Biased media houses lambasted


THE Annel Silungwe Tribunal investigating embattled Director of Public Prosecutions (DPP) has lambasted some private media houses for having created parallel tribunals and viciously attacking members of the tribunal and potential witnesses using uncouth language.

The tribunal decided that it would hold its proceedings in camera to avoid its standing from being eroded by whimsical attacks from any section of the media some of which have been known to freely attack potential witnesses and advocates.

Justice Silungwe stated that the members of the tribunal had not been spared from personalized and vicious attacks stating that the members had been victims of uncouth language from the first day the tribunal was appointed by President Edgar Lungu.

He ruled that some of the private media houses and some individuals seemed to have taken sides with little or no objectivity at all but were full of bias in their reportage.

He said the tribunal would hold its proceedings in camera to avoid the media houses that had taken sides from serving their own interests, reporting bias, instead of the tenets of integrity and nobility of the office of the DPP which was safeguarded by Article 58 of the Constitution.

Justice Silungwe stated that the unfair, inaccurate and uncouth attacks on the members of the tribunal was an affront to the integrity of the tribunal itself and holding the proceedings in camera would not only be protecting the integrity of the office of the DPP and the witnesses but would also safeguard the interests of justice.

“In the premises, we rule that the proceedings of this tribunal shall hereinafter be held in camera in order to safeguard the interest and reputation of the constitutional office of the DPP and to safeguard the interest of justice from being assailed by the unprofessional reportage by some section of the media,” Justice Sakala said.

He stated that when the tribunal’s work was concluded regardless of the advice that would be rendered to President Lungu as the appointing authority, Mr. Nchito’s integrity, as a lawyer would still need to be upheld and protected from unwarranted mud-slinging which could be occasioned by wrong perception created by the media.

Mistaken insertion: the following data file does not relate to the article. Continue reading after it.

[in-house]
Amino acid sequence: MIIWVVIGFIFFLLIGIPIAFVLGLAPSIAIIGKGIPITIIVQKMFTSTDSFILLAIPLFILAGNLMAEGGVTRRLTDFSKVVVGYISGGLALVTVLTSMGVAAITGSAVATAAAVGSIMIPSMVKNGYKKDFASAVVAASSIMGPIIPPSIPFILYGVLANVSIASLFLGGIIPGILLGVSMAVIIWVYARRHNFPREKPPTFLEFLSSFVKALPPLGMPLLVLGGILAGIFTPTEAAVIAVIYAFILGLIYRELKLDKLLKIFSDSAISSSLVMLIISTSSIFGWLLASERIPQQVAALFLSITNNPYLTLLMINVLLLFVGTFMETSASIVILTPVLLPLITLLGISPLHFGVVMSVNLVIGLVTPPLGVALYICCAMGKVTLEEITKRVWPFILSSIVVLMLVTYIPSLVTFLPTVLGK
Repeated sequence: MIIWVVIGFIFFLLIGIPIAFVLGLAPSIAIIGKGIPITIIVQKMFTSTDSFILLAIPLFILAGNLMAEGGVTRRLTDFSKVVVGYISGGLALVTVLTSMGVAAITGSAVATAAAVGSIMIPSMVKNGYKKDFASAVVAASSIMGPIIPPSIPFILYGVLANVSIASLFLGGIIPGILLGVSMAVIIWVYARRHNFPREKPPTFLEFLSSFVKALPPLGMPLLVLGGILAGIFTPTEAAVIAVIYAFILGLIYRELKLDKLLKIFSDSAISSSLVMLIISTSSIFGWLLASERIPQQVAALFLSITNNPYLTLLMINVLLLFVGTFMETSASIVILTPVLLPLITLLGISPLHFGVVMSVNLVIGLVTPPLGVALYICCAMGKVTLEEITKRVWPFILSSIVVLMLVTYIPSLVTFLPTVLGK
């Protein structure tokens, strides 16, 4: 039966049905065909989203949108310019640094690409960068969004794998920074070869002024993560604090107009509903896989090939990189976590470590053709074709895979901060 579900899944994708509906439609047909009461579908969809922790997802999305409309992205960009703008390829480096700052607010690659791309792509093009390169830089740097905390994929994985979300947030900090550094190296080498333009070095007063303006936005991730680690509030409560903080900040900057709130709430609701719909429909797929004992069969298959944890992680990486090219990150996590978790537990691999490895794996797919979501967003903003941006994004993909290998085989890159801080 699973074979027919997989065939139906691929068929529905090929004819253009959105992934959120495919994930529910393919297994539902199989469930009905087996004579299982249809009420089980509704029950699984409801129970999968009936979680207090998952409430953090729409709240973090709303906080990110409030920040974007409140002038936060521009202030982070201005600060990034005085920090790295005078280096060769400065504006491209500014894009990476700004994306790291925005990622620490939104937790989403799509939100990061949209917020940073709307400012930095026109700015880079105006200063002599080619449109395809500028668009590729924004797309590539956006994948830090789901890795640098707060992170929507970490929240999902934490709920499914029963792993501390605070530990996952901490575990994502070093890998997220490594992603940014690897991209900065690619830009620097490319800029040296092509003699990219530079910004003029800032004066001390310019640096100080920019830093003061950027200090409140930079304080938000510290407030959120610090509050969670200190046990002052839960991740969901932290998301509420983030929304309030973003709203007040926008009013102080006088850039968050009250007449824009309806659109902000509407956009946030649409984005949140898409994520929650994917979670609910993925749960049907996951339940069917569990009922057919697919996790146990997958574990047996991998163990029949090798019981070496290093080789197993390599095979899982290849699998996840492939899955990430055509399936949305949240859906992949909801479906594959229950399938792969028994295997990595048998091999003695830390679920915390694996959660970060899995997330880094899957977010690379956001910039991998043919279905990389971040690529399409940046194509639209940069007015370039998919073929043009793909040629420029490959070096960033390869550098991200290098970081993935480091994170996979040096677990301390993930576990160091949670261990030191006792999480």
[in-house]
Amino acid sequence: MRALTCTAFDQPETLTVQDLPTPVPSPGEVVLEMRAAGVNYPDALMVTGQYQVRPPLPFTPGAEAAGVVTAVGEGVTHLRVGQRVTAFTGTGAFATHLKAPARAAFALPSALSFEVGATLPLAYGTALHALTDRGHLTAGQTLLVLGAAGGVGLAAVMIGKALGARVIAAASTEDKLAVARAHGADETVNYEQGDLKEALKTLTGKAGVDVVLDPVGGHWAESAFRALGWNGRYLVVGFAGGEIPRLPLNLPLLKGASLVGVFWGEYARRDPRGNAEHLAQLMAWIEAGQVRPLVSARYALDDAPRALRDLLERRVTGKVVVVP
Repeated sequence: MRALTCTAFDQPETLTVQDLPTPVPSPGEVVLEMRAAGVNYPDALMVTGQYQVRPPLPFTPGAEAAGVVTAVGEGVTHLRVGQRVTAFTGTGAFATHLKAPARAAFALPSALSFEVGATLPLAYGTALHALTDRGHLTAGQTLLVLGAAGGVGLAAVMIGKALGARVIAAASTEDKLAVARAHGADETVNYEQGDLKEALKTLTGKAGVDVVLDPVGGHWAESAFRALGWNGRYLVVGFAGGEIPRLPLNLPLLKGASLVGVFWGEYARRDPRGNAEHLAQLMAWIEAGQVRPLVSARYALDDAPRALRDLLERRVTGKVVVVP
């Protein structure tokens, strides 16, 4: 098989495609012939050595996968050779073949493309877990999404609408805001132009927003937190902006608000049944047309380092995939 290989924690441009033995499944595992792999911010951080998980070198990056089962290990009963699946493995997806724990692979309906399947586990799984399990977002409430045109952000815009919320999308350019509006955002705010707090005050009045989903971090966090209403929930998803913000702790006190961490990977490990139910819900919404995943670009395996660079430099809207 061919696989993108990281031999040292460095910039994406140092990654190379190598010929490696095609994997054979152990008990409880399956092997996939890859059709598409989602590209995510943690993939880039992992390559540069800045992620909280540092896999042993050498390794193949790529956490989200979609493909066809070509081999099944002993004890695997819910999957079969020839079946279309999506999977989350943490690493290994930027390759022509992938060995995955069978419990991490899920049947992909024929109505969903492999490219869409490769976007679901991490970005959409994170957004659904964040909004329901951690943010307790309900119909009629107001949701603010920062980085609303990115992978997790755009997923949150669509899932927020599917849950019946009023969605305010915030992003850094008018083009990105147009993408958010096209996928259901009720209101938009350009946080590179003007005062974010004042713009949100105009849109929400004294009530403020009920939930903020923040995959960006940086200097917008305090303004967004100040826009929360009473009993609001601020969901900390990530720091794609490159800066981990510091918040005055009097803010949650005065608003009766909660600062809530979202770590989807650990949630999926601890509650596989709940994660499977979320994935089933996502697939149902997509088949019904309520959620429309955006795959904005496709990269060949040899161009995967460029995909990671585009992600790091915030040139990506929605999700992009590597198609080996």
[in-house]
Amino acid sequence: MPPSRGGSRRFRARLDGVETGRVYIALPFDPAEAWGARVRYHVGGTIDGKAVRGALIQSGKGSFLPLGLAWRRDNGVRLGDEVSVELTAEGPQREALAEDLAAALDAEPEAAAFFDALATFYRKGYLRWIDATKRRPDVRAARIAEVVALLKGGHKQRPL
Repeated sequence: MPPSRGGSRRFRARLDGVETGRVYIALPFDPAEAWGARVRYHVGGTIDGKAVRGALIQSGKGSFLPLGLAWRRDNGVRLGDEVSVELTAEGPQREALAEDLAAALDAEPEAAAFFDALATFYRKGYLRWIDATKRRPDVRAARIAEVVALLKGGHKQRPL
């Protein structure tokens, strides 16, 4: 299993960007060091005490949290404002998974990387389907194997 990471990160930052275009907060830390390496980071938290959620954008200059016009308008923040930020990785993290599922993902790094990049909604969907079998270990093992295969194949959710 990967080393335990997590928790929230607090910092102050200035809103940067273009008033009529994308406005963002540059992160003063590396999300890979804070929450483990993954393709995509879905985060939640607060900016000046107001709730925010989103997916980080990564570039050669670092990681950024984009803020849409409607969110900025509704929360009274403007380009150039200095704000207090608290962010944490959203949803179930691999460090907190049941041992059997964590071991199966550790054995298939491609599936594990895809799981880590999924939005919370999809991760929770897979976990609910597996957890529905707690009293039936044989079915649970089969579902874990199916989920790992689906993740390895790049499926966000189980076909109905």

He ruled that Mr. Nchito’s life did not begin and end as a DPP as he had a professional and private life and that it was therefore important that the individual interests of the Mr Nchito should not override the broader public interest of safeguarding the reputation and integrity of the constitutional office.

Justice Silungwe said although the State had submitted that it was not averse to conducting proceedings in public, it was the considered view of the tribunal that it was its duty to consider not only the interests of parties and witnesses but also the overriding interests of the public.

He stated that precedence had it that in Zambia tribunals constituted to probe allegations against constitutional office holders established that the tribunals had generally been conducted in camera and that the Annel Silungwe Tribunal was not going to depart from the procedure.

“Some examples of the said tribunals are the Judge Sunkutu tribunal, the Judge Katanekwa Tribiunal, Judge Barthlomeo Mumba Tribunal and the Mukelabai Mukelabai Tribunal. In the circumstances, there is no basis to warrant departure from the established procedure. We therefore are not ready to depart from the procedure that has served the country so well,” Justice Silungwe ruled.

Meanwhile, the tribunal has ruled that President Lungu had the authority to amend the terms of references of the inquiry as there was no authority that barred the Head of State from amending the terms of references.

Justice Silungwe said the tribunal had rejected the submission by Mr Nchito that a separate tribunal should be constituted to deal with the fresh allegations that had been levelled against him.

He ruled that the amendment of the terms of references by President Lungu was within the law and reaffirmed its commitment to conduct the proceedings independently to afford both parties a fair hearing.

The proceedings of the tribunal formally started its sittings in camera yesterday after a one month adjournment.

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